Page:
For such a small size, I imagine fine crochet thread is a good option for you? 

Your question seemed to be about avoiding tangling of the thread on the following row. I'd also be interested to know how people deal with making sure the thread doesn't come out until you want it to.

I have knit around 4 shawls and I have used No. 10 Cotton embroidery thread to thread through and it is wonderful to use and does not catch as wool thread would, I have also used size 8 Tatting thread but becareful so what ever color you are using does not bleed.  I normally use white or off white.  I used a tapestry needle until I bought the Knit Picks needles.

I do stop and put in a life line where I want it before going on to the next row then I check it over before I go on and I take it easy on the row with the life line so I don't knit with it also.

Yep! DMC tatting thread works fine. Baby blue #3325. Tapestry needle. And I have a word of advice: Make sure you do NOT thread your markers into the life line. Just sayin'... lol (In other words, I just did. DOH!)


I love lace knitting! Works a WHOLE lot better when your mind isn't going in six different directions at once, though, doesn't it.

Mary- one person mentioned in a conversation about life lines a while back...  Leave your markers on the life line when you place it.  Then replace them on the next row with different ones.  Then if you have to rip back, your markers will be there where you wanted them.  I thought that was quite brilliant.  :)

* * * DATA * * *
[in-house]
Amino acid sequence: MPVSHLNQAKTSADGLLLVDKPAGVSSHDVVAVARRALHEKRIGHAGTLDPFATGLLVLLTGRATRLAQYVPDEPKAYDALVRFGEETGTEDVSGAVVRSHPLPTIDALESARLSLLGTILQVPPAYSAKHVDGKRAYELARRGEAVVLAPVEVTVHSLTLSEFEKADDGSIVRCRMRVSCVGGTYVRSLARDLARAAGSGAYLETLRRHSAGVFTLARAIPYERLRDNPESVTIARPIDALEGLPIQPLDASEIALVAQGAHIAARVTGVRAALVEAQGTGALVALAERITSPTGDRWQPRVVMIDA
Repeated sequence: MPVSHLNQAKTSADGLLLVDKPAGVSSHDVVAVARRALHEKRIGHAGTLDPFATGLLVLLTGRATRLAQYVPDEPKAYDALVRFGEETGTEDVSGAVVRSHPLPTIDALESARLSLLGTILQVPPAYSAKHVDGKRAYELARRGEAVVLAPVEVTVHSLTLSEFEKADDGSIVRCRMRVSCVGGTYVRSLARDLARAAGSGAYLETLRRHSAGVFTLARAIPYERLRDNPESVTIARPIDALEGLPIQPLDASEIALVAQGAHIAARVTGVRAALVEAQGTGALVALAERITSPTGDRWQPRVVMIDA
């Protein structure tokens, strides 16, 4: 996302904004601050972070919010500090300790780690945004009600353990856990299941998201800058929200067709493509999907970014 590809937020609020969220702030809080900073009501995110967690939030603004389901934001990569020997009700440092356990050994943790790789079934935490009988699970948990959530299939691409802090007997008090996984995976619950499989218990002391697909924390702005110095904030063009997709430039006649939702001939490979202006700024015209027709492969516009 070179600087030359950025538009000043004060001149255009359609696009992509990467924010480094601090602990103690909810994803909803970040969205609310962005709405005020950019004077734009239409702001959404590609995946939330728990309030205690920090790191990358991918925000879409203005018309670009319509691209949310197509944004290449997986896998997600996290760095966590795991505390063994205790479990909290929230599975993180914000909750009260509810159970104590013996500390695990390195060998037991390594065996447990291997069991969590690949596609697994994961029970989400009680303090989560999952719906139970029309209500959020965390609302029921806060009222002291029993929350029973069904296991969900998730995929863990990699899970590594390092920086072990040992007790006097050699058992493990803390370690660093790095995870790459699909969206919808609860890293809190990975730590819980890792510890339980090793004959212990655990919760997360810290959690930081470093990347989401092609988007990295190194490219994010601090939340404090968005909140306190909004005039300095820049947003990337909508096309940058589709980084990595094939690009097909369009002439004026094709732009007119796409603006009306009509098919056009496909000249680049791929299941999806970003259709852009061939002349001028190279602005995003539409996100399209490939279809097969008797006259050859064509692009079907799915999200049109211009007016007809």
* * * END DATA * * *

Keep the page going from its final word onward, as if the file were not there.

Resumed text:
That is an awesome idea THANKS for mentioning it.
oh my - that's something I hadn't considered! Thanks.

It was me! I use either jump rings or split rings as markers. You can buy about 100 or more in one package. I prefer the split rings because they are attracted to magnets. Why do I care? Well, a picture is a thousand words! Or should I say 2 pictures?

This is one of my many magnetic pin cushions. I have them for split rings, T-pins [great for when blocking things], coiless safety pins, quilting pins, and anything else small that is attracted to magnets and need to be kept handy.

Here is a closeup.

I always leave my markers in my lifeline. I use lots and lots of markers. If I am doing repeats, I have a marker for each repeat. If there is no repeat, I usually place markers every 20 sts. I'm a big believer in counting and counting again as I knit because it is easy to make mistakes when you have ADD.

Thanks for chiming in!!  I thought it was you, Cheryl, but wasn't 100% sure!!  Love the visual.  :)  I have one of those magnetic pincushions for straight pins.  I hadn't thought about 'repurposing' it for knitting!  HA!  Cute doily, too.  Is it old?  The netting-type part in the center doesn't look like normal crochet. 


It was done by one of my great-aunts. I'm not sure how I ended up with it. Since I really don't know much about crochet, I can't really be of help other than it is crocheted.